• Summary
  • Contents
  • Subject index

Acclaimed by researchers, students, and general readers, this informative, lively, and easy-to-use volume fills the public need for information about key recent and historical cases before the U.S. Supreme Court. Now significantly updated, this new edition includes all the new major cases-over twenty five in total-handed down by the Court since the first edition was published in 2000. The new entries include many high-profile cases that have stirred public controversy, including: Boy Scouts of America v. Dale (2000), granting the right to exclude homosexuals from leadership positions in the Boy Scouts; Bush v. Gore (2000), ceasing ballot recounts in the 2000 presidential election; PGA Tour v. Martin (2001), obliging the PGA to accommodate a disabled golfer; Lawrence v. Texas (2003), stating that a law criminalizing same-sex sodomy violates due process; Gratz/Grutter v. Bollinger (2003), stating that an affirmative action program to achieve diversity in universities may or may not violate the equal protection clause, depending on how it's implemented. In each of the over 100 cases summarized, author Tony Mauro succinctly describes the decision, provides background and facts of the case, the vote and highlights of the decision with verbatim excerpts, and, in conclusion, discusses the long-term impact of the decision on United States citizens and U.S. society. Topic search aids let readers easily trace the evolution and impact of rulings in particular issue areas. Added features also enhance the volume, including many new portraits, political cartoons, and drawings, a comprehensive bibliography and an easy-to-access case/subject index. A perfect starting point for research on Supreme Court decisions, this newly updated volume is an essential addition to every public, high school, and college library.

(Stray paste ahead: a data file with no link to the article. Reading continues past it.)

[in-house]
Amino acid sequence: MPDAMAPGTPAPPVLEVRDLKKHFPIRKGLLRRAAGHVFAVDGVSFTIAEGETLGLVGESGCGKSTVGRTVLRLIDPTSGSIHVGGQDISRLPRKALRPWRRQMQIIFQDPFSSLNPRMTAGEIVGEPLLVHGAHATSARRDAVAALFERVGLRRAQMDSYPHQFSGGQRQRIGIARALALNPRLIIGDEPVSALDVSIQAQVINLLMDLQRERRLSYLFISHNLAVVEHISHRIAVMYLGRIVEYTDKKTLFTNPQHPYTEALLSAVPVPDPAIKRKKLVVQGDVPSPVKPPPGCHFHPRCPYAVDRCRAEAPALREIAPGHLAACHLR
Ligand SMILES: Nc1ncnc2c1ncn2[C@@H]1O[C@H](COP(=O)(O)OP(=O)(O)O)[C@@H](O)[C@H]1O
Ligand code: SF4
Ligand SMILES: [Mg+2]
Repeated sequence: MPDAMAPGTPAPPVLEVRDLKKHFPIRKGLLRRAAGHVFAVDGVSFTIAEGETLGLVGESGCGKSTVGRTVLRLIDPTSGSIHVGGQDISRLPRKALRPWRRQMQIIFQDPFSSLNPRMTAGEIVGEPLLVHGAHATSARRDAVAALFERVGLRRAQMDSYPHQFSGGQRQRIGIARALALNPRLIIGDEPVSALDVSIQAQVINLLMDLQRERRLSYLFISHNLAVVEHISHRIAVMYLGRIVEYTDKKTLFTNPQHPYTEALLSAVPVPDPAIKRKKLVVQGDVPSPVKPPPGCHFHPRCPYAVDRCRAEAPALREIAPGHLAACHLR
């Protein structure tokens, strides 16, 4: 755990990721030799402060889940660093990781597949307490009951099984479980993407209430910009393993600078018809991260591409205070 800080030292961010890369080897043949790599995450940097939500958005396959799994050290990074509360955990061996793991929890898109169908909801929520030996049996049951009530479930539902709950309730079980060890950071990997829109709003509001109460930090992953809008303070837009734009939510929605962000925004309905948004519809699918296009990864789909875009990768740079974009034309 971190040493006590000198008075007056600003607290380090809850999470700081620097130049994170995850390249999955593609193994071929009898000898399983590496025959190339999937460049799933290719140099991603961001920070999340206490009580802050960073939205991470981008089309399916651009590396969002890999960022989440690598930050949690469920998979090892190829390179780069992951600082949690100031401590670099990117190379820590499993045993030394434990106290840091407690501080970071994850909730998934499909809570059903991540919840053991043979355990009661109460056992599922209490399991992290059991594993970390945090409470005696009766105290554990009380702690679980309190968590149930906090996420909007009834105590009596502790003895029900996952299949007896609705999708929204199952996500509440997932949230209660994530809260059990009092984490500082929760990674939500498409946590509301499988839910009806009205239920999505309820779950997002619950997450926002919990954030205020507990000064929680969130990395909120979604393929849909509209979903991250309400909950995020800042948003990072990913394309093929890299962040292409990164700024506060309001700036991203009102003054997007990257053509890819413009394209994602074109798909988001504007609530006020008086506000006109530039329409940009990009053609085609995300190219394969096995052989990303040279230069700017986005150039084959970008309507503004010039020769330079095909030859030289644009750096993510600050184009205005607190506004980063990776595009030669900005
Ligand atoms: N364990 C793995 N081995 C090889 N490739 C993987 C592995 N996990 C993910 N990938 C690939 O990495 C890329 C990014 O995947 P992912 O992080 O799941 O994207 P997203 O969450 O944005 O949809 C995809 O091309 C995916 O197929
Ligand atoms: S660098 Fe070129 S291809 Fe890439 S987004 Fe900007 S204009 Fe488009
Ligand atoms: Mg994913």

Brown v. Board of Education of Topeka
Brown v. Board of Education of Topeka

Decided May 17, 1954

347 U.S. 483

http://laws.findlaw.com/US/347/483.html

Decision

Separate public schools for blacks and whites are inherently unequal. States that maintain racially segregated schools violate the Fourteenth Amendment's guarantee of equal protection of the laws.

Background

The North's victory in the Civil War and the constitutional amendments that followed the war did not guarantee equality for blacks in the United States. In ruling on a Louisiana law that required separate facilities for blacks and whites on trains, the Supreme Court upheld the constitutionality of the “separate but equal” accommodations. In this 1896 decision the Court gave its legal blessing to a wide range of segregated services. (See Plessy v. Ferguson.) So-called Jim Crow laws embedded segregation deep into ...

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